If you’re on a mission to decide how to streamline your supply chain in 2019, you won’t be surprised to find out that central to the definition of supply chain management, according to Investopedia, is: “the active streamlining of a business's supply-side activities to maximise customer value and gain a competitive advantage in the marketplace.”
As streamlining is such an intrinsic part of supply chain management, the pressure is always on to find better, more efficient, more cost-effective ways of working. It’s fair to say that how well a supply chain performs can make the difference between a business that succeeds and one that fails – so how can you create a robust and agile supply chain? Here are some of the key areas to look at as you start exploring where to make improvements…
Review where you are now
Before you embark on your streamlining initiative, take some time to assess how well your supply chain is currently operating. Look at cost, dependability, speed, flexibility and quality – if you don’t already have performance metrics in place, set some clear and specific measures and agree how often you’ll assess performance, and whose responsibility it will be so that you can track progress. For instance, you might choose to assess the percentage of orders received correctly from suppliers during a set period of time. There are numerous metrics you can look at – you can find plenty of suggestions on how to measure your supply chain performance here.
Don’t forget to consider benchmarking your supply chain against your competitors, other sectors and best-in-class – this will give you a fuller understanding of your performance and where you need to make the most headway.
Once you have a clearer picture of where your supply chain needs strengthening, it’s time to prioritise the links most urgently in need of attention. Be sure to get to the root cause of why each specific weakness exists before you devise and implement a solution to optimise your processes.
Technology has transformed the supply chain almost beyond recognition – how far is your business along the automation path? How well are you using artificial intelligence (AI) to pass repetitive, predictable manual tasks on to machines? From improving warehouse efficiency to automating the generation and sharing of invoices between supplier and purchaser, technology can help to hone your processes and seamlessly speed up your operations. For more detailed information on how to use technology to improve your supply chain, read our blog here.
Use real-time data
Information technology and digital analytics can be used to track supplies and identify blockages in the pipeline – make sure that you’re using real-time data and spend analytics so that you can see exactly what’s happening before and after sourcing, and improve supplier selection, market analysis and supplier performance. This not only reduces risk, but helps you to build strong connections.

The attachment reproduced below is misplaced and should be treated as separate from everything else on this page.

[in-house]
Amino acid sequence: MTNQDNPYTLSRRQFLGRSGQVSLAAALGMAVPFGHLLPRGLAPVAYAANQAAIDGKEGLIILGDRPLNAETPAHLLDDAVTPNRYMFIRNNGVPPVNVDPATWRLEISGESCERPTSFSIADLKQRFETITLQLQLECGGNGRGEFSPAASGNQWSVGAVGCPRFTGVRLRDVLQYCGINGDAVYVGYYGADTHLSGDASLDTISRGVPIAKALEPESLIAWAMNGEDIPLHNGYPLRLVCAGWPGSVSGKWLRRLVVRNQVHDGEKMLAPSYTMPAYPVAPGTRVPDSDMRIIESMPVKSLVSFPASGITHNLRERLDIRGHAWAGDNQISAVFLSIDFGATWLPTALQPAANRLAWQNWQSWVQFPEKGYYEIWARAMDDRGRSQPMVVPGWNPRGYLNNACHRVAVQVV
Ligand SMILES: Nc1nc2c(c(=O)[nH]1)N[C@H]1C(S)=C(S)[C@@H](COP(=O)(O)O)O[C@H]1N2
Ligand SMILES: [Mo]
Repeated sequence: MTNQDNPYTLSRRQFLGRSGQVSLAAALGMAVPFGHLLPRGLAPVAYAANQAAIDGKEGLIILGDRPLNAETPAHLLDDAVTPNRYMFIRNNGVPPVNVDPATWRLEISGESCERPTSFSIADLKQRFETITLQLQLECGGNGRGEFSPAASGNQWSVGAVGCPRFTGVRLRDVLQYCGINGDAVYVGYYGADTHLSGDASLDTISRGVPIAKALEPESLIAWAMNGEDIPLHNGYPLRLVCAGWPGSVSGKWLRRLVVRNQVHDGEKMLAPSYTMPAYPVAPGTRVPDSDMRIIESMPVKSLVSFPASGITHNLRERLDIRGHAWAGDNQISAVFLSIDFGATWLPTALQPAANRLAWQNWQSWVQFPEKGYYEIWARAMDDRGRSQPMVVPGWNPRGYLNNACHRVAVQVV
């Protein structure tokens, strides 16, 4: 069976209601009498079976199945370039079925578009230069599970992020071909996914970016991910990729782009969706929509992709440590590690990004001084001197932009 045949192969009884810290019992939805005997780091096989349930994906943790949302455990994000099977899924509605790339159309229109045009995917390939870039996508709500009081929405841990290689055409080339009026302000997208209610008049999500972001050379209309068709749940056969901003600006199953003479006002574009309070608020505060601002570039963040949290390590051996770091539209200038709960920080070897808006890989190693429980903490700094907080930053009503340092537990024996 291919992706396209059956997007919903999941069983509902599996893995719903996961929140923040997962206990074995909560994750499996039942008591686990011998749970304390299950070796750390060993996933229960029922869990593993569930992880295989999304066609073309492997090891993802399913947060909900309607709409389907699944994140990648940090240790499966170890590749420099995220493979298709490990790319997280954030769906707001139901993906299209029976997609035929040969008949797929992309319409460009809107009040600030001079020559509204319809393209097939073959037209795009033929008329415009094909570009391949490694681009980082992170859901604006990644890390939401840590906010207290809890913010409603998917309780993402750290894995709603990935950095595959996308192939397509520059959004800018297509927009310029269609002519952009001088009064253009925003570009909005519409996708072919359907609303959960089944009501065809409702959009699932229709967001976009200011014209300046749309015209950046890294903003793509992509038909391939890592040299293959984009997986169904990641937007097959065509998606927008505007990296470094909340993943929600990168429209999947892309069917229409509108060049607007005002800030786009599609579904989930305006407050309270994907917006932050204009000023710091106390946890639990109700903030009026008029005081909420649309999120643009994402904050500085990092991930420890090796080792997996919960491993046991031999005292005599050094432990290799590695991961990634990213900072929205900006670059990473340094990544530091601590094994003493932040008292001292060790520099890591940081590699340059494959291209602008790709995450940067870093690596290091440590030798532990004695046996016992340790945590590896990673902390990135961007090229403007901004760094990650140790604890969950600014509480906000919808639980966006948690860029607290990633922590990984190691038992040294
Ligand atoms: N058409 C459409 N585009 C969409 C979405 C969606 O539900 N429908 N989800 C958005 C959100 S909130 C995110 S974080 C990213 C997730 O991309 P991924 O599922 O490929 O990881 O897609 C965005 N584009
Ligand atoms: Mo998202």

Refine supplier relationships
It might sound obvious, but the more suppliers you have, the larger the task of managing them and the more room there is for confusion. Could you use a single supplier to cover off a number of processes or products? Reducing your number of suppliers will have a positive knock-on effect, shortening the supply chain and resulting in fewer deliveries, less risk and a reduced workload. Sounds good, doesn’t it?
By taking a long-term view of developing stronger relationships with fewer suppliers, you’ll also be in a better position when it comes to negotiating new contracts, as well as reaping the rewards of greater supplier loyalty. A supplier portal can be an invaluable tool in making sure that you get added value from the optimal number of suppliers while communicating clearly with them and enhancing the relationship.
Identify crossover between the supply chain and legacy systems
Is crossover between the supply chain and legacy systems creating information silos within different departments? Perhaps simple daily tasks are being duplicated unwittingly, wasting time and creating unnecessarily complicated processes. This leads us on to…
Encourage good communication
Good communication might seem like something of a soft goal, but breaking down internal barriers will help to ensure that work isn’t duplicated across different departments, giving you greater insight as well as making for happier teams. Look at how easy (or difficult) it is for your teams to have visibility across the business, and whether existing communication channels help or hinder. Consider when and where communications habitually fall down and assess whether you can improve current processes or need to implement new tech to facilitate the smooth flow of comms in real time.